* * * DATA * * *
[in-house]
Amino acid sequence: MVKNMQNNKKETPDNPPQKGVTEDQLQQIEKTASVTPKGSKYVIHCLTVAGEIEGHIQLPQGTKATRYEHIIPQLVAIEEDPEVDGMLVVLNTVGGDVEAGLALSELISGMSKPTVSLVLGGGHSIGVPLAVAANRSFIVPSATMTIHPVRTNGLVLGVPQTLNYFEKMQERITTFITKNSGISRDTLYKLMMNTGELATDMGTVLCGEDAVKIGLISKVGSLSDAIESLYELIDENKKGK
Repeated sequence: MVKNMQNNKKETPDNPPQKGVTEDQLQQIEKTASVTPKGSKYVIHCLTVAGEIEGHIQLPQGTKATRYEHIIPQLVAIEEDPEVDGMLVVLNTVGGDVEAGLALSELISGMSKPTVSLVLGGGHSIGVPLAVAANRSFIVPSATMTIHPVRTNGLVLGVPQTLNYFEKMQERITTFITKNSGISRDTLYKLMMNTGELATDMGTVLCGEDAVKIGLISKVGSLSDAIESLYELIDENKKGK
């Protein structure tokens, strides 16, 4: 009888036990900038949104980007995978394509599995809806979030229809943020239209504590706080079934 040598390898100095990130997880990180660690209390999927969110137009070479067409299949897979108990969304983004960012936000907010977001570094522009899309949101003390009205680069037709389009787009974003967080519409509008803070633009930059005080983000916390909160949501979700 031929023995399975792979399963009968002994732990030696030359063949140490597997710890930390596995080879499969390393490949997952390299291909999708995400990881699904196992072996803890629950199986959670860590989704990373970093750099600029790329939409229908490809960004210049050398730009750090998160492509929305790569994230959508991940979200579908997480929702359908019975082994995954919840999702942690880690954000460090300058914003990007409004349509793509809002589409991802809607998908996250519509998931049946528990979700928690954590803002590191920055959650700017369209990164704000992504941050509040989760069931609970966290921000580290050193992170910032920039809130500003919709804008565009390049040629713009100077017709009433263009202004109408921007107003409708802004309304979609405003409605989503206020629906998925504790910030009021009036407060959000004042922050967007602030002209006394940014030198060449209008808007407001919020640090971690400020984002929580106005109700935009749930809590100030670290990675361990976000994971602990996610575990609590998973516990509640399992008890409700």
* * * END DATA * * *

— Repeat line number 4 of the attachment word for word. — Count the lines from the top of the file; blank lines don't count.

């Protein structure tokens, strides 16, 4: 009888036990900038949104980007995978394509599995809806979030229809943020239209504590706080079934 040598390898100095990130997880990180660690209390999927969110137009070479067409299949897979108990969304983004960012936000907010977001570094522009899309949101003390009205680069037709389009787009974003967080519409509008803070633009930059005080983000916390909160949501979700 031929023995399975792979399963009968002994732990030696030359063949140490597997710890930390596995080879499969390393490949997952390299291909999708995400990881699904196992072996803890629950199986959670860590989704990373970093750099600029790329939409229908490809960004210049050398730009750090998160492509929305790569994230959508991940979200579908997480929702359908019975082994995954919840999702942690880690954000460090300058914003990007409004349509793509809002589409991802809607998908996250519509998931049946528990979700928690954590803002590191920055959650700017369209990164704000992504941050509040989760069931609970966290921000580290050193992170910032920039809130500003919709804008565009390049040629713009100077017709009433263009202004109408921007107003409708802004309304979609405003409605989503206020629906998925504790910030009021009036407060959000004042922050967007602030002209006394940014030198060449209008808007407001919020640090971690400020984002929580106005109700935009749930809590100030670290990675361990976000994971602990996610575990609590998973516990509640399992008890409700």